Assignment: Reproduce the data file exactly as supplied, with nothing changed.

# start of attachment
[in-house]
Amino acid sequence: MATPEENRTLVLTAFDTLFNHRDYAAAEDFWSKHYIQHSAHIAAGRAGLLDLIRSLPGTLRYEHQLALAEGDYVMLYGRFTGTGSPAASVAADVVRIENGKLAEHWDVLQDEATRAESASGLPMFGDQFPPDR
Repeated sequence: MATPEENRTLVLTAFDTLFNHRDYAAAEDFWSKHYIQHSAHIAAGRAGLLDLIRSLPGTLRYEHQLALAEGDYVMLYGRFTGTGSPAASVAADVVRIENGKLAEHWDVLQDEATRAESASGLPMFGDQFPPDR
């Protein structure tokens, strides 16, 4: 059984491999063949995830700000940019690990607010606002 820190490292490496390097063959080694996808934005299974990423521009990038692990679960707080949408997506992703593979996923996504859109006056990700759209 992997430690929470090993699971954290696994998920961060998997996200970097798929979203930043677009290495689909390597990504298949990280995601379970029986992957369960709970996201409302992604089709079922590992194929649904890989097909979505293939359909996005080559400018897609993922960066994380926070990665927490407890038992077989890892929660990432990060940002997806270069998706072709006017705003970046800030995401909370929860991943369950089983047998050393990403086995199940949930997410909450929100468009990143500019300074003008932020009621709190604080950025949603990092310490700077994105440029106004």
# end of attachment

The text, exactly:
[in-house]
Amino acid sequence: MATPEENRTLVLTAFDTLFNHRDYAAAEDFWSKHYIQHSAHIAAGRAGLLDLIRSLPGTLRYEHQLALAEGDYVMLYGRFTGTGSPAASVAADVVRIENGKLAEHWDVLQDEATRAESASGLPMFGDQFPPDR
Repeated sequence: MATPEENRTLVLTAFDTLFNHRDYAAAEDFWSKHYIQHSAHIAAGRAGLLDLIRSLPGTLRYEHQLALAEGDYVMLYGRFTGTGSPAASVAADVVRIENGKLAEHWDVLQDEATRAESASGLPMFGDQFPPDR
């Protein structure tokens, strides 16, 4: 059984491999063949995830700000940019690990607010606002 820190490292490496390097063959080694996808934005299974990423521009990038692990679960707080949408997506992703593979996923996504859109006056990700759209 992997430690929470090993699971954290696994998920961060998997996200970097798929979203930043677009290495689909390597990504298949990280995601379970029986992957369960709970996201409302992604089709079922590992194929649904890989097909979505293939359909996005080559400018897609993922960066994380926070990665927490407890038992077989890892929660990432990060940002997806270069998706072709006017705003970046800030995401909370929860991943369950089983047998050393990403086995199940949930997410909450929100468009990143500019300074003008932020009621709190604080950025949603990092310490700077994105440029106004």